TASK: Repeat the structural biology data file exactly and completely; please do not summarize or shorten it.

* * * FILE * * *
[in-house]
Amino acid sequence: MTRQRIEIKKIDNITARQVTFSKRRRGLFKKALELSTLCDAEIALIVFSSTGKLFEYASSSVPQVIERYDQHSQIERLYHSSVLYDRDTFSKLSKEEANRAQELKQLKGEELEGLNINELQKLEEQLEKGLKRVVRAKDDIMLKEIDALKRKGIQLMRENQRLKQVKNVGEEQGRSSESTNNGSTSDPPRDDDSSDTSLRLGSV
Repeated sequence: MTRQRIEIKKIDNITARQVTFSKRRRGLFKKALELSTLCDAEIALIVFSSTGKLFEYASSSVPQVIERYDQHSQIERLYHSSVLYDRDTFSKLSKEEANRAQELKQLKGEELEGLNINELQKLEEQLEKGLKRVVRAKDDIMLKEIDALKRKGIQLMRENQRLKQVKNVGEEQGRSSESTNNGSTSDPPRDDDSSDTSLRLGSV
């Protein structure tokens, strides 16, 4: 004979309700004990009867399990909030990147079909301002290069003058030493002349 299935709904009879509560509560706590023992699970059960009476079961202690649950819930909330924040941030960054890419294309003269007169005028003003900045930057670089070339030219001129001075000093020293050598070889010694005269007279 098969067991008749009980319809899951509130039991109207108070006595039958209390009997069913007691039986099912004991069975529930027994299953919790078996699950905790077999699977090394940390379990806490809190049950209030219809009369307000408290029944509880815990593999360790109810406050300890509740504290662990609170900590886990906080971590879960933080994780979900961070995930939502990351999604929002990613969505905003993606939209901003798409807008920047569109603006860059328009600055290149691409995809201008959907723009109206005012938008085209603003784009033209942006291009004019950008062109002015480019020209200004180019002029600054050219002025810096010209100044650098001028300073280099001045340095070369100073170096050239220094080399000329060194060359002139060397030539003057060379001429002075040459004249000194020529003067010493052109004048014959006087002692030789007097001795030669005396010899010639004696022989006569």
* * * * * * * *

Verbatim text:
[in-house]
Amino acid sequence: MTRQRIEIKKIDNITARQVTFSKRRRGLFKKALELSTLCDAEIALIVFSSTGKLFEYASSSVPQVIERYDQHSQIERLYHSSVLYDRDTFSKLSKEEANRAQELKQLKGEELEGLNINELQKLEEQLEKGLKRVVRAKDDIMLKEIDALKRKGIQLMRENQRLKQVKNVGEEQGRSSESTNNGSTSDPPRDDDSSDTSLRLGSV
Repeated sequence: MTRQRIEIKKIDNITARQVTFSKRRRGLFKKALELSTLCDAEIALIVFSSTGKLFEYASSSVPQVIERYDQHSQIERLYHSSVLYDRDTFSKLSKEEANRAQELKQLKGEELEGLNINELQKLEEQLEKGLKRVVRAKDDIMLKEIDALKRKGIQLMRENQRLKQVKNVGEEQGRSSESTNNGSTSDPPRDDDSSDTSLRLGSV
């Protein structure tokens, strides 16, 4: 004979309700004990009867399990909030990147079909301002290069003058030493002349 299935709904009879509560509560706590023992699970059960009476079961202690649950819930909330924040941030960054890419294309003269007169005028003003900045930057670089070339030219001129001075000093020293050598070889010694005269007279 098969067991008749009980319809899951509130039991109207108070006595039958209390009997069913007691039986099912004991069975529930027994299953919790078996699950905790077999699977090394940390379990806490809190049950209030219809009369307000408290029944509880815990593999360790109810406050300890509740504290662990609170900590886990906080971590879960933080994780979900961070995930939502990351999604929002990613969505905003993606939209901003798409807008920047569109603006860059328009600055290149691409995809201008959907723009109206005012938008085209603003784009033209942006291009004019950008062109002015480019020209200004180019002029600054050219002025810096010209100044650098001028300073280099001045340095070369100073170096050239220094080399000329060194060359002139060397030539003057060379001429002075040459004249000194020529003067010493052109004048014959006087002692030789007097001795030669005396010899010639004696022989006569």